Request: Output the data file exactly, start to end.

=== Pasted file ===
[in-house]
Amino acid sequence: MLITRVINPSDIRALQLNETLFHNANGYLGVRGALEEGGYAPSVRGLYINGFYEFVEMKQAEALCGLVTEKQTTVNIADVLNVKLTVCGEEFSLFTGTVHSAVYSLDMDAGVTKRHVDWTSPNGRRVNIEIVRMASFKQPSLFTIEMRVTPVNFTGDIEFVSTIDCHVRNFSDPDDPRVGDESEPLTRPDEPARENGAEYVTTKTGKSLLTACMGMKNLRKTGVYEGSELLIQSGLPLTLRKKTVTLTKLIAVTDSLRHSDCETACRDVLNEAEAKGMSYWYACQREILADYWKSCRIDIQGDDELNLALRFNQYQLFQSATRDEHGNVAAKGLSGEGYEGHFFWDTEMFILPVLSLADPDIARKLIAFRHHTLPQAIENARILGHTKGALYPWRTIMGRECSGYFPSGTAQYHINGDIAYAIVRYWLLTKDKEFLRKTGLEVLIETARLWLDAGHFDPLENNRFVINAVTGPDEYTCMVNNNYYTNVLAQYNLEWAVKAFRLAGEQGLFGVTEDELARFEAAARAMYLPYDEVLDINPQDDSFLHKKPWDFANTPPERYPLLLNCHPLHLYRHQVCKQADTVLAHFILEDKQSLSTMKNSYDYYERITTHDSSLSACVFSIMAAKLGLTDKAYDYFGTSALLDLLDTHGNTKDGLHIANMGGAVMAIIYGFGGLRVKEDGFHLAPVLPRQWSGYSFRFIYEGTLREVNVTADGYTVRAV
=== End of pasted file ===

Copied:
[in-house]
Amino acid sequence: MLITRVINPSDIRALQLNETLFHNANGYLGVRGALEEGGYAPSVRGLYINGFYEFVEMKQAEALCGLVTEKQTTVNIADVLNVKLTVCGEEFSLFTGTVHSAVYSLDMDAGVTKRHVDWTSPNGRRVNIEIVRMASFKQPSLFTIEMRVTPVNFTGDIEFVSTIDCHVRNFSDPDDPRVGDESEPLTRPDEPARENGAEYVTTKTGKSLLTACMGMKNLRKTGVYEGSELLIQSGLPLTLRKKTVTLTKLIAVTDSLRHSDCETACRDVLNEAEAKGMSYWYACQREILADYWKSCRIDIQGDDELNLALRFNQYQLFQSATRDEHGNVAAKGLSGEGYEGHFFWDTEMFILPVLSLADPDIARKLIAFRHHTLPQAIENARILGHTKGALYPWRTIMGRECSGYFPSGTAQYHINGDIAYAIVRYWLLTKDKEFLRKTGLEVLIETARLWLDAGHFDPLENNRFVINAVTGPDEYTCMVNNNYYTNVLAQYNLEWAVKAFRLAGEQGLFGVTEDELARFEAAARAMYLPYDEVLDINPQDDSFLHKKPWDFANTPPERYPLLLNCHPLHLYRHQVCKQADTVLAHFILEDKQSLSTMKNSYDYYERITTHDSSLSACVFSIMAAKLGLTDKAYDYFGTSALLDLLDTHGNTKDGLHIANMGGAVMAIIYGFGGLRVKEDGFHLAPVLPRQWSGYSFRFIYEGTLREVNVTADGYTVRAV